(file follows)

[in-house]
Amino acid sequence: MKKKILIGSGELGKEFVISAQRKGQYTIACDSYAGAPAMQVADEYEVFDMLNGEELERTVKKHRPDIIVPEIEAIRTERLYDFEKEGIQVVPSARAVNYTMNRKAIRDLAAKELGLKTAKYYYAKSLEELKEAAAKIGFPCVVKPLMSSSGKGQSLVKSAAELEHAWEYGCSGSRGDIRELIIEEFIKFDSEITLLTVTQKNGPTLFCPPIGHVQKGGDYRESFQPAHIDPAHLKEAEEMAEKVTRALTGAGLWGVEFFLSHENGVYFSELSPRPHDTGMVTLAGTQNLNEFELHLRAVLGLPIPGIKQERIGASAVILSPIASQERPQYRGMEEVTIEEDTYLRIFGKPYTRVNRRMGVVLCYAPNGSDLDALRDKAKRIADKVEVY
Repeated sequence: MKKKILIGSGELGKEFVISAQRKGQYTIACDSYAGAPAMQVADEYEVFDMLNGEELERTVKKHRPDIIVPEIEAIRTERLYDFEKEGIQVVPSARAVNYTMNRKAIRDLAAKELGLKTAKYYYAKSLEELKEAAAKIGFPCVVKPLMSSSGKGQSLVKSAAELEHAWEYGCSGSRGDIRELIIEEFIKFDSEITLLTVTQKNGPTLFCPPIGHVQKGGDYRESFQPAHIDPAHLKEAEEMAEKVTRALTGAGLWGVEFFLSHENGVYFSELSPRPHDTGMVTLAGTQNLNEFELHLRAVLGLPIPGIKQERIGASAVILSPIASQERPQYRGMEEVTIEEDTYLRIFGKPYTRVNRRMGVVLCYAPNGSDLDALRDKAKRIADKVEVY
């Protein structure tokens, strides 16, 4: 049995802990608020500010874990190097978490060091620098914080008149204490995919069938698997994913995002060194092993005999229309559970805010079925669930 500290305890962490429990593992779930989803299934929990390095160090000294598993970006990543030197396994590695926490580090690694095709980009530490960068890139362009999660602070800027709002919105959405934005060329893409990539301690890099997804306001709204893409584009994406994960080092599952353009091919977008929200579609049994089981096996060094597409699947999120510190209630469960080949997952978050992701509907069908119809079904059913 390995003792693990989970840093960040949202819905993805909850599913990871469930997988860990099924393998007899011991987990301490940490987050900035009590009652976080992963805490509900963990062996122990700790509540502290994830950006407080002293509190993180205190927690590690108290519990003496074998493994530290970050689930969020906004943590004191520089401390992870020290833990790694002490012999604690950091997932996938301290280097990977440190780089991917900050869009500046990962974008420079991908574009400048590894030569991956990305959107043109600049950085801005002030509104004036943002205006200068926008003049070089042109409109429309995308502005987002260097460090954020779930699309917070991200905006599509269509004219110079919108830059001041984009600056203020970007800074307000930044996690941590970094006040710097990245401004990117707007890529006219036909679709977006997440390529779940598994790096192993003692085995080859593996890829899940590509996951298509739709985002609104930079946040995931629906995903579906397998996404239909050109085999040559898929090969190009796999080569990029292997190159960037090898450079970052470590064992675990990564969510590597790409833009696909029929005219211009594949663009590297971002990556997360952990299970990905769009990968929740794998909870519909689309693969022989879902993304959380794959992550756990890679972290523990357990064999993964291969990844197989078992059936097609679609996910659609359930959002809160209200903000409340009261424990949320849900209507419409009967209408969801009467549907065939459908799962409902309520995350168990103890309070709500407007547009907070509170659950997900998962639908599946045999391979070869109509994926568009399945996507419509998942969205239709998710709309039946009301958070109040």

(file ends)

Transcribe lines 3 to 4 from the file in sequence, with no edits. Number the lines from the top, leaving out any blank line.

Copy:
Repeated sequence: MKKKILIGSGELGKEFVISAQRKGQYTIACDSYAGAPAMQVADEYEVFDMLNGEELERTVKKHRPDIIVPEIEAIRTERLYDFEKEGIQVVPSARAVNYTMNRKAIRDLAAKELGLKTAKYYYAKSLEELKEAAAKIGFPCVVKPLMSSSGKGQSLVKSAAELEHAWEYGCSGSRGDIRELIIEEFIKFDSEITLLTVTQKNGPTLFCPPIGHVQKGGDYRESFQPAHIDPAHLKEAEEMAEKVTRALTGAGLWGVEFFLSHENGVYFSELSPRPHDTGMVTLAGTQNLNEFELHLRAVLGLPIPGIKQERIGASAVILSPIASQERPQYRGMEEVTIEEDTYLRIFGKPYTRVNRRMGVVLCYAPNGSDLDALRDKAKRIADKVEVY
């Protein structure tokens, strides 16, 4: 049995802990608020500010874990190097978490060091620098914080008149204490995919069938698997994913995002060194092993005999229309559970805010079925669930 500290305890962490429990593992779930989803299934929990390095160090000294598993970006990543030197396994590695926490580090690694095709980009530490960068890139362009999660602070800027709002919105959405934005060329893409990539301690890099997804306001709204893409584009994406994960080092599952353009091919977008929200579609049994089981096996060094597409699947999120510190209630469960080949997952978050992701509907069908119809079904059913 390995003792693990989970840093960040949202819905993805909850599913990871469930997988860990099924393998007899011991987990301490940490987050900035009590009652976080992963805490509900963990062996122990700790509540502290994830950006407080002293509190993180205190927690590690108290519990003496074998493994530290970050689930969020906004943590004191520089401390992870020290833990790694002490012999604690950091997932996938301290280097990977440190780089991917900050869009500046990962974008420079991908574009400048590894030569991956990305959107043109600049950085801005002030509104004036943002205006200068926008003049070089042109409109429309995308502005987002260097460090954020779930699309917070991200905006599509269509004219110079919108830059001041984009600056203020970007800074307000930044996690941590970094006040710097990245401004990117707007890529006219036909679709977006997440390529779940598994790096192993003692085995080859593996890829899940590509996951298509739709985002609104930079946040995931629906995903579906397998996404239909050109085999040559898929090969190009796999080569990029292997190159960037090898450079970052470590064992675990990564969510590597790409833009696909029929005219211009594949663009590297971002990556997360952990299970990905769009990968929740794998909870519909689309693969022989879902993304959380794959992550756990890679972290523990357990064999993964291969990844197989078992059936097609679609996910659609359930959002809160209200903000409340009261424990949320849900209507419409009967209408969801009467549907065939459908799962409902309520995350168990103890309070709500407007547009907070509170659950997900998962639908599946045999391979070869109509994926568009399945996507419509998942969205239709998710709309039946009301958070109040």